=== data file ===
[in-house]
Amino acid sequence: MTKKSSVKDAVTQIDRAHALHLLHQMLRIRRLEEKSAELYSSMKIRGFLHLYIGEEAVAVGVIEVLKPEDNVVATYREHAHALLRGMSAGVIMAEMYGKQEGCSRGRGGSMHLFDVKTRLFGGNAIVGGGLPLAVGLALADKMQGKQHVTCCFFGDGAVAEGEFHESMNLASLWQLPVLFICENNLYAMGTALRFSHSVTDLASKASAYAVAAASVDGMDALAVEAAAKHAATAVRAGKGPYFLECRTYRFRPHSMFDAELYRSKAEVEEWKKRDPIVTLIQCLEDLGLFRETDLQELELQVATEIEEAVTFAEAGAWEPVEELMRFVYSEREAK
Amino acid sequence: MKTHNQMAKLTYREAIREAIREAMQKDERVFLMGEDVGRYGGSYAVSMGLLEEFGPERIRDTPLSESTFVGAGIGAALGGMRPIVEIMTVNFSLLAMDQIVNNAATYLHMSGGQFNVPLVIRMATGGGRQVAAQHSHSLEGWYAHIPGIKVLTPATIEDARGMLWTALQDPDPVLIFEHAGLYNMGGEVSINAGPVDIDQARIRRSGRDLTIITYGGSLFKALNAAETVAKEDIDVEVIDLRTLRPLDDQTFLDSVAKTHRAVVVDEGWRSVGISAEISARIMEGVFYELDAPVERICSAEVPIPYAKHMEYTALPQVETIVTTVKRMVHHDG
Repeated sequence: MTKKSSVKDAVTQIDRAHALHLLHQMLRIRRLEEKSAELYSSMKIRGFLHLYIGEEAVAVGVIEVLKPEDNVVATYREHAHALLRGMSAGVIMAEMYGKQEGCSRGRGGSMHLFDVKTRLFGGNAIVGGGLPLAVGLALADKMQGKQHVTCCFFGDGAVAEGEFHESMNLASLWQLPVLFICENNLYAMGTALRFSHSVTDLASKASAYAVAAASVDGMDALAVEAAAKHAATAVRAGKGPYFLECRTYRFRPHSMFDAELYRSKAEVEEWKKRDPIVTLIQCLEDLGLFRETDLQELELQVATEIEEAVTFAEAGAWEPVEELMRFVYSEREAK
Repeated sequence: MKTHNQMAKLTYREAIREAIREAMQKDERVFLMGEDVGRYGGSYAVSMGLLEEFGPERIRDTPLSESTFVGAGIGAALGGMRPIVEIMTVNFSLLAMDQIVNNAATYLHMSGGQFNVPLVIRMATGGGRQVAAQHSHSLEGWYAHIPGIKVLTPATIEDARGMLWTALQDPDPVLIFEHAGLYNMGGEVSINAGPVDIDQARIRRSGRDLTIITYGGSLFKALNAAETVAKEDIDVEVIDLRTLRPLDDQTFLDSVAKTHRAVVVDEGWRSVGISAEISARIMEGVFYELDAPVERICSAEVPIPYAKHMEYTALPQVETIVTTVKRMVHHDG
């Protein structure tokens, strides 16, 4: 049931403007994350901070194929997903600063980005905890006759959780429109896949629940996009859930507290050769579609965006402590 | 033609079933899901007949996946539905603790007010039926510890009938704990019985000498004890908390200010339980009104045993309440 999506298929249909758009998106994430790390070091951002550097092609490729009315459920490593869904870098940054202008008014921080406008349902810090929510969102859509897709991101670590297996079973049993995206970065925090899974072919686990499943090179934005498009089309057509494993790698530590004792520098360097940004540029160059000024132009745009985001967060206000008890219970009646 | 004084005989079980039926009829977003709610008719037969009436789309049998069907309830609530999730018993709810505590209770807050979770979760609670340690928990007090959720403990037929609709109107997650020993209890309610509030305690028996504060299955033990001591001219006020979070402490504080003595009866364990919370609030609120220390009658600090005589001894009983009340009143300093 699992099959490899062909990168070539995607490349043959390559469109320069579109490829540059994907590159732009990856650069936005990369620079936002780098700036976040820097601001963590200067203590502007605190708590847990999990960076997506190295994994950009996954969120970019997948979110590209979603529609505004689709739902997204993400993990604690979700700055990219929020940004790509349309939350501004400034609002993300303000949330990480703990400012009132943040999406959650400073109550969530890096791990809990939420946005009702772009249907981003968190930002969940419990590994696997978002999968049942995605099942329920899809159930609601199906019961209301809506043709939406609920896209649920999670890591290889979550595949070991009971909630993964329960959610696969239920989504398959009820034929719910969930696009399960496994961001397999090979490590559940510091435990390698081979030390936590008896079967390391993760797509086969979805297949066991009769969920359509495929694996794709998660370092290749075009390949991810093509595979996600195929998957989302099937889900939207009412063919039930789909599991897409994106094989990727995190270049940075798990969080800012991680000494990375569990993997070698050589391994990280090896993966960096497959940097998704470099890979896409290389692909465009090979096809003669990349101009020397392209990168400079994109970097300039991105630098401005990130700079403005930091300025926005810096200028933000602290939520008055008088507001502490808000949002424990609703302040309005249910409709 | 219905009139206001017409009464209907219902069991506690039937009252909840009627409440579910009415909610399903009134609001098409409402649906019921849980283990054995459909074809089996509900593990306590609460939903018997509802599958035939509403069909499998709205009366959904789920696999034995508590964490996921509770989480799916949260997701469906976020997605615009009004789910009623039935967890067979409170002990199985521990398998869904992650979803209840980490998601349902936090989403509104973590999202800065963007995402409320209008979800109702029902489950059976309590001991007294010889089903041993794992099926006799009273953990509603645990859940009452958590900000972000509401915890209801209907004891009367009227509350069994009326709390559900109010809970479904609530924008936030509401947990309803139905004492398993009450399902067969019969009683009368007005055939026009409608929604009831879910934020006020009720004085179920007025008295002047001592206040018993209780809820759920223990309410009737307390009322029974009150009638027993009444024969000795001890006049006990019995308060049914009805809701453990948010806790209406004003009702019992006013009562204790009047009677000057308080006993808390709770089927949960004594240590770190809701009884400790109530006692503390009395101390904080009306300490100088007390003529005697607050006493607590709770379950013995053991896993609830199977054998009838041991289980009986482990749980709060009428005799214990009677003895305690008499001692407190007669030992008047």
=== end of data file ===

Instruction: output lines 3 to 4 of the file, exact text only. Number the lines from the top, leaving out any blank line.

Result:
Amino acid sequence: MKTHNQMAKLTYREAIREAIREAMQKDERVFLMGEDVGRYGGSYAVSMGLLEEFGPERIRDTPLSESTFVGAGIGAALGGMRPIVEIMTVNFSLLAMDQIVNNAATYLHMSGGQFNVPLVIRMATGGGRQVAAQHSHSLEGWYAHIPGIKVLTPATIEDARGMLWTALQDPDPVLIFEHAGLYNMGGEVSINAGPVDIDQARIRRSGRDLTIITYGGSLFKALNAAETVAKEDIDVEVIDLRTLRPLDDQTFLDSVAKTHRAVVVDEGWRSVGISAEISARIMEGVFYELDAPVERICSAEVPIPYAKHMEYTALPQVETIVTTVKRMVHHDG
Repeated sequence: MTKKSSVKDAVTQIDRAHALHLLHQMLRIRRLEEKSAELYSSMKIRGFLHLYIGEEAVAVGVIEVLKPEDNVVATYREHAHALLRGMSAGVIMAEMYGKQEGCSRGRGGSMHLFDVKTRLFGGNAIVGGGLPLAVGLALADKMQGKQHVTCCFFGDGAVAEGEFHESMNLASLWQLPVLFICENNLYAMGTALRFSHSVTDLASKASAYAVAAASVDGMDALAVEAAAKHAATAVRAGKGPYFLECRTYRFRPHSMFDAELYRSKAEVEEWKKRDPIVTLIQCLEDLGLFRETDLQELELQVATEIEEAVTFAEAGAWEPVEELMRFVYSEREAK